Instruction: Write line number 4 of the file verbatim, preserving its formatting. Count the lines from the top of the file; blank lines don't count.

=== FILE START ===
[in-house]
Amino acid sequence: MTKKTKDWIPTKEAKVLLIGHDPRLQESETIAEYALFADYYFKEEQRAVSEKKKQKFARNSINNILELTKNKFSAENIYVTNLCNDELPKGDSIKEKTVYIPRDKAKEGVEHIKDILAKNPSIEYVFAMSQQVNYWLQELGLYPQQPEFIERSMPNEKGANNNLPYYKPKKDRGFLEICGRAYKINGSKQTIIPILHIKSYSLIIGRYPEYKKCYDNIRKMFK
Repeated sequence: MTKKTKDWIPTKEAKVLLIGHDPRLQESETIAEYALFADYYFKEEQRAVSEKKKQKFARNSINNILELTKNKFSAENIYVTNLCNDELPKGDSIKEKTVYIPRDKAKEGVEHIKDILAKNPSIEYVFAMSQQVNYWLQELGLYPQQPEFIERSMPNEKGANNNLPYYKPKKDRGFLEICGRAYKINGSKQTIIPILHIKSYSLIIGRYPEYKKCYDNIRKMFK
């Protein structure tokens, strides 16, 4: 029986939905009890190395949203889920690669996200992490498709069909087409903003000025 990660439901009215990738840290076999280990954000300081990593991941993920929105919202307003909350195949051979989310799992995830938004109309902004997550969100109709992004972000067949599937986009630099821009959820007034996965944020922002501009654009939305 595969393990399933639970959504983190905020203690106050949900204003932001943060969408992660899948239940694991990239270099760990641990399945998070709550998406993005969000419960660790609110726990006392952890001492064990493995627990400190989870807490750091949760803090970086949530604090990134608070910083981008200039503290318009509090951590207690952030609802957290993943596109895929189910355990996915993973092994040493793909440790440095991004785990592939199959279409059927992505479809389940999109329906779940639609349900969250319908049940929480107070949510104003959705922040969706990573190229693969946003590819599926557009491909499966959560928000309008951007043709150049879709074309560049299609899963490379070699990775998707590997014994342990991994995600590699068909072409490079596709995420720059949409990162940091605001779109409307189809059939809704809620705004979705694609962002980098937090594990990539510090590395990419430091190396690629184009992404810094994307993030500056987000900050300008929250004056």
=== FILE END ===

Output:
């Protein structure tokens, strides 16, 4: 029986939905009890190395949203889920690669996200992490498709069909087409903003000025 990660439901009215990738840290076999280990954000300081990593991941993920929105919202307003909350195949051979989310799992995830938004109309902004997550969100109709992004972000067949599937986009630099821009959820007034996965944020922002501009654009939305 595969393990399933639970959504983190905020203690106050949900204003932001943060969408992660899948239940694991990239270099760990641990399945998070709550998406993005969000419960660790609110726990006392952890001492064990493995627990400190989870807490750091949760803090970086949530604090990134608070910083981008200039503290318009509090951590207690952030609802957290993943596109895929189910355990996915993973092994040493793909440790440095991004785990592939199959279409059927992505479809389940999109329906779940639609349900969250319908049940929480107070949510104003959705922040969706990573190229693969946003590819599926557009491909499966959560928000309008951007043709150049879709074309560049299609899963490379070699990775998707590997014994342990991994995600590699068909072409490079596709995420720059949409990162940091605001779109409307189809059939809704809620705004979705694609962002980098937090594990990539510090590395990419430091190396690629184009992404810094994307993030500056987000900050300008929250004056």